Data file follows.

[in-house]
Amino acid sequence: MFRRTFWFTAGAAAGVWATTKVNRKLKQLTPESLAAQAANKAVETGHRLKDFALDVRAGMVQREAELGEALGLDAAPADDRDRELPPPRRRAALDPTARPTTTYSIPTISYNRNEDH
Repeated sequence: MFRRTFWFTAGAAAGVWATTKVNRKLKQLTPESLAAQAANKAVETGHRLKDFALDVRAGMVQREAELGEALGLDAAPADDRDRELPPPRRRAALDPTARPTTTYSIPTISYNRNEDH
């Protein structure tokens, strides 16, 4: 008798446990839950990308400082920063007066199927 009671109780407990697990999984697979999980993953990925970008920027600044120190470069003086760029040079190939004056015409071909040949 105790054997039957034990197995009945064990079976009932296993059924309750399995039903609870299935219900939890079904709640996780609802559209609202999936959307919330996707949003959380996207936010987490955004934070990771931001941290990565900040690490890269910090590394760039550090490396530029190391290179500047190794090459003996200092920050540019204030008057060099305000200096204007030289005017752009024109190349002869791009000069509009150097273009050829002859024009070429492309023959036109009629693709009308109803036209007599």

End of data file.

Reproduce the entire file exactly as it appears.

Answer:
[in-house]
Amino acid sequence: MFRRTFWFTAGAAAGVWATTKVNRKLKQLTPESLAAQAANKAVETGHRLKDFALDVRAGMVQREAELGEALGLDAAPADDRDRELPPPRRRAALDPTARPTTTYSIPTISYNRNEDH
Repeated sequence: MFRRTFWFTAGAAAGVWATTKVNRKLKQLTPESLAAQAANKAVETGHRLKDFALDVRAGMVQREAELGEALGLDAAPADDRDRELPPPRRRAALDPTARPTTTYSIPTISYNRNEDH
């Protein structure tokens, strides 16, 4: 008798446990839950990308400082920063007066199927 009671109780407990697990999984697979999980993953990925970008920027600044120190470069003086760029040079190939004056015409071909040949 105790054997039957034990197995009945064990079976009932296993059924309750399995039903609870299935219900939890079904709640996780609802559209609202999936959307919330996707949003959380996207936010987490955004934070990771931001941290990565900040690490890269910090590394760039550090490396530029190391290179500047190794090459003996200092920050540019204030008057060099305000200096204007030289005017752009024109190349002869791009000069509009150097273009050829002859024009070429492309023959036109009629693709009308109803036209007599």